According to the Canadian Women’s Foundation, one of the most commonly asked questions about women in domestic violence situation is, “Why doesn’t she just leave the relationship?” There are many answers to that question but this one forms the basis of the story below: ‘Women are financially dependent on their partner. Women who leave a partner to raise their children on their own are more than five times likely to be poor than if they had stayed together.
Walking away from a life of family violence into a life of poverty was not what “Johanna” signed up for. She also didn’t realize how much every other area in her life would be affected by financial instability.
A few months after being housed, Johanna found herself having to navigate her way around a new situation; poverty. Money was tight and to make ends meet, she found herself selling items at the pawn shop. It was clear that she was struggling emotionally, mentally and physically to keep up with day to day tasks. Johanna felt as if she no longer had control of her life. She felt ashamed of her situation and as a result, she slowly started to disengage from her case manager, Erin. However, Johanna continued to make bad choices and it took losing her home for the second time and her support, to be the catalyst for change.
Erin checked in with Johanna on a regular basis and when Johanna felt ready, she met with Erin and told her that she wanted to gain control of life. She wanted to feel more confident and to be a better role model to her young children so together; they came up with a short list of achievable goals to work toward in the next few months.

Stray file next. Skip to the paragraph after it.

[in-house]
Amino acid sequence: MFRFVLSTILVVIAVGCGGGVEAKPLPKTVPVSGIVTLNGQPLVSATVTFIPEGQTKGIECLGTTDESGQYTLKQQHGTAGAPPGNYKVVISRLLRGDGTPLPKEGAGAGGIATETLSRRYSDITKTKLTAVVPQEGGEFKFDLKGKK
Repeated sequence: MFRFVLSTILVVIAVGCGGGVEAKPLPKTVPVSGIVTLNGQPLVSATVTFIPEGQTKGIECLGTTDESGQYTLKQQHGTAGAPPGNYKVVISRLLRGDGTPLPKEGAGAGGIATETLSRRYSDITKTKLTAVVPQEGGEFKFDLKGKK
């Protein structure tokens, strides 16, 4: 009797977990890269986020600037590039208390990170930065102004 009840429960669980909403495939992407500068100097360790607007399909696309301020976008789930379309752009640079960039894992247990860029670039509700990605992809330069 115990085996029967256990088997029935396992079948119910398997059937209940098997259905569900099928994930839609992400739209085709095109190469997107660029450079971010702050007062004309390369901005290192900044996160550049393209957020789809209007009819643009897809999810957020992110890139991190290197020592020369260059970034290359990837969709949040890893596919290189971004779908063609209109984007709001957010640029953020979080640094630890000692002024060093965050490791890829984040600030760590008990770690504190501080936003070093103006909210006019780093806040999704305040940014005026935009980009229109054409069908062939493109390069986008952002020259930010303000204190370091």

Johanna’s first order of business was to become healthier so she signed up for a gym membership. It was at this point, where Johanna’s life started to change. She finally realized that we at Discovery House were there to help and support her in any way we can. Accountability was important to Johanna so Erin had to be innovative in her approach. In this case, Erin agreed to exercise with Johanna and support her at the same time. She also agreed to go grocery shopping with Johanna and help with meal preparation.
Today, Johanna is a changed woman. She knows she still has a long way to go and is committed to meeting weekly with her case manager and mental health specialist and her children meet with a child and youth specialist while at school. She was rehoused in a beautiful affordable home that meets all the needs of her family. The children needed their own space and they now each have their own bedroom. The home is only a short distance from school and Johanna has the time to work on herself. She is extremely motivated to change who she was and is ready to start budgeting, look into employment and regain control of her life. One of the most significant positive changes she experienced is that she no longer uses the pawn shop as a means of getting money.
Erin tells me that Johanna is so pleased she entered into the Community Housing Program. Without our help, support, encouragement and that extra push that comes in the form of personal accountability, she knows she would not be where she is today. And without the support of our donors, we would not have been able to make a difference in the lives of Johanna and her children.